Except for TSI Holdings (TSI’s parent), each guarantor of the Senior Notes is a wholly owned subsidiary of TSI. The guarantees are full and unconditional and joint and several. The following schedules set forth condensed consolidating financial information as required by Rule 3-10d of Securities and Exchange Commission Regulation S-X at December 31, 2005, and March 31, 2006 and for the three months ended March 31, 2005 and 2006.


10


Table of Contents

 
TOWN SPORTS INTERNATIONAL HOLDINGS, INC. AND SUBSIDIARIES
 
NOTES TO CONDENSED CONSOLIDATED FINANCIAL STATEMENTS — (Continued)

 
Condensed Consolidating Balance Sheet
December 31, 2005
(All figures in $’000s)
(Unaudited)
 
                                                 
                      Non-
             
                Subsidiary
    Guarantor
             
    TSI Holdings     TSI     Guarantors     Subsidiary     Eliminations     Consolidated  
 
ASSETS
Current assets:
                                               
Cash and cash equivalents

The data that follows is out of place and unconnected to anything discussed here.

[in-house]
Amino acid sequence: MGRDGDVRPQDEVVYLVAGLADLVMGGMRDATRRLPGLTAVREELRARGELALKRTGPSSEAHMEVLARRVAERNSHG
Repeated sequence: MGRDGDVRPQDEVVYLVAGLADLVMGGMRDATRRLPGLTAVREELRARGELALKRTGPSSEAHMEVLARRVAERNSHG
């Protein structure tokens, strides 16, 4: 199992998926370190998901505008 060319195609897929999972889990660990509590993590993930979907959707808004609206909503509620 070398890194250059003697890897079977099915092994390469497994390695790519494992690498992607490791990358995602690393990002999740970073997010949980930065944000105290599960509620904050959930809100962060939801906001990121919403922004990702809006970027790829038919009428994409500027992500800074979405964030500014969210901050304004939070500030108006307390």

$ 1       1,359     $ 48,682     $ 1,262     $     $ 51,304  
Accounts receivable, net
          3,664       6,144       133       (2,838 )     7,103  
Inventory
                395       26             421  
Prepaid corporate income taxes
          4,550       (32 )                 4,518  
Inter-company receivable (payable)
    1,137       (1,137 )                        
Prepaid expenses and other current assets
          5,425       10,195       (1,713 )           13,907  
                                                 
Total current assets
    1,138       13,861       65,384       (292 )     (2,838 )     77,253  
Investment in subsidiary
    18,941       253,702                   (272,643 )      
Fixed assets, net
          10,114       242,149       868             253,131  
Goodwill
                49,215       759             49,974  
Intangible assets, net
                741                   741  
Deferred tax assets, net
    13,560       11,354       (492 )     (44 )           24,378  
Deferred membership costs
          94       11,428                   11,522  
Other assets
    3,755       11,833       1,184                   16,772  
                                                 
Total assets
  $ 37,394     $ 300,958     $ 369,609     $ 1,291     $ (275,481 )   $ 433,771